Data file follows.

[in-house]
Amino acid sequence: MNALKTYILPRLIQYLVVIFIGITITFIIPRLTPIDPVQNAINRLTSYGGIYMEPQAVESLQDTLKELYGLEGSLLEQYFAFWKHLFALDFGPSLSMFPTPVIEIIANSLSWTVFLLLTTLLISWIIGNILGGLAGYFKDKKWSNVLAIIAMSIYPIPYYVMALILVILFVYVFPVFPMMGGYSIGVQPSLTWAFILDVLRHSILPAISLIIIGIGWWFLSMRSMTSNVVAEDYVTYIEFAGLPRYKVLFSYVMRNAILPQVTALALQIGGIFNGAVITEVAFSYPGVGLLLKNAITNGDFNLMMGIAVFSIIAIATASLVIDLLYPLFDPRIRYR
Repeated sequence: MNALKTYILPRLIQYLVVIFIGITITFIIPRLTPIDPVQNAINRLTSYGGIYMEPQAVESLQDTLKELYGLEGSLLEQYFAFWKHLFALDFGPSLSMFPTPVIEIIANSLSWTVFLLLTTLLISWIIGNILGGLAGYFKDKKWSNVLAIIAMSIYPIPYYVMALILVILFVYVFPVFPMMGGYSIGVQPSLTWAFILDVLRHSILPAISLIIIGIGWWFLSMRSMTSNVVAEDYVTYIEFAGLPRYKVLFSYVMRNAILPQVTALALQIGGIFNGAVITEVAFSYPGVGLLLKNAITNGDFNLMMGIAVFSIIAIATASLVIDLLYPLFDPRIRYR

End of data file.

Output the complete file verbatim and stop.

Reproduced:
[in-house]
Amino acid sequence: MNALKTYILPRLIQYLVVIFIGITITFIIPRLTPIDPVQNAINRLTSYGGIYMEPQAVESLQDTLKELYGLEGSLLEQYFAFWKHLFALDFGPSLSMFPTPVIEIIANSLSWTVFLLLTTLLISWIIGNILGGLAGYFKDKKWSNVLAIIAMSIYPIPYYVMALILVILFVYVFPVFPMMGGYSIGVQPSLTWAFILDVLRHSILPAISLIIIGIGWWFLSMRSMTSNVVAEDYVTYIEFAGLPRYKVLFSYVMRNAILPQVTALALQIGGIFNGAVITEVAFSYPGVGLLLKNAITNGDFNLMMGIAVFSIIAIATASLVIDLLYPLFDPRIRYR
Repeated sequence: MNALKTYILPRLIQYLVVIFIGITITFIIPRLTPIDPVQNAINRLTSYGGIYMEPQAVESLQDTLKELYGLEGSLLEQYFAFWKHLFALDFGPSLSMFPTPVIEIIANSLSWTVFLLLTTLLISWIIGNILGGLAGYFKDKKWSNVLAIIAMSIYPIPYYVMALILVILFVYVFPVFPMMGGYSIGVQPSLTWAFILDVLRHSILPAISLIIIGIGWWFLSMRSMTSNVVAEDYVTYIEFAGLPRYKVLFSYVMRNAILPQVTALALQIGGIFNGAVITEVAFSYPGVGLLLKNAITNGDFNLMMGIAVFSIIAIATASLVIDLLYPLFDPRIRYR